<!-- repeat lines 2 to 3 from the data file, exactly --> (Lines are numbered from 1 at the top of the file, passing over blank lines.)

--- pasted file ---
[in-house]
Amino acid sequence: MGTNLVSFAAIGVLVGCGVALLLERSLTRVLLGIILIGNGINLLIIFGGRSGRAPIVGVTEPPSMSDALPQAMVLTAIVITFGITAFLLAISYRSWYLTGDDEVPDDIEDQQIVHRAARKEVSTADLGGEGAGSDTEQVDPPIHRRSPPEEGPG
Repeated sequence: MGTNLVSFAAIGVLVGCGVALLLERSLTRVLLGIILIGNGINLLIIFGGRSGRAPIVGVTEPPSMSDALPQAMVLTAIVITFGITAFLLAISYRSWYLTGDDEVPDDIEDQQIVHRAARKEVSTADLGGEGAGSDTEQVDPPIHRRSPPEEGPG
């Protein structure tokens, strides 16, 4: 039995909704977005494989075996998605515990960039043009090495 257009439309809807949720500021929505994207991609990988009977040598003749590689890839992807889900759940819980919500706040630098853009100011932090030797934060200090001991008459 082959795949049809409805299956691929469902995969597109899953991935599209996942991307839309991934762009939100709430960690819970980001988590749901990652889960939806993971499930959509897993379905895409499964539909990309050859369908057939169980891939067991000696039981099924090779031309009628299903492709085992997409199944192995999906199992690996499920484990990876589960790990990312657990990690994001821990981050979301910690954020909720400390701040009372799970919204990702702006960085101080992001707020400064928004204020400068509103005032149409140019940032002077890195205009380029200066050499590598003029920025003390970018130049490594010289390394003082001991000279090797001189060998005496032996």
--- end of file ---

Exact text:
Amino acid sequence: MGTNLVSFAAIGVLVGCGVALLLERSLTRVLLGIILIGNGINLLIIFGGRSGRAPIVGVTEPPSMSDALPQAMVLTAIVITFGITAFLLAISYRSWYLTGDDEVPDDIEDQQIVHRAARKEVSTADLGGEGAGSDTEQVDPPIHRRSPPEEGPG
Repeated sequence: MGTNLVSFAAIGVLVGCGVALLLERSLTRVLLGIILIGNGINLLIIFGGRSGRAPIVGVTEPPSMSDALPQAMVLTAIVITFGITAFLLAISYRSWYLTGDDEVPDDIEDQQIVHRAARKEVSTADLGGEGAGSDTEQVDPPIHRRSPPEEGPG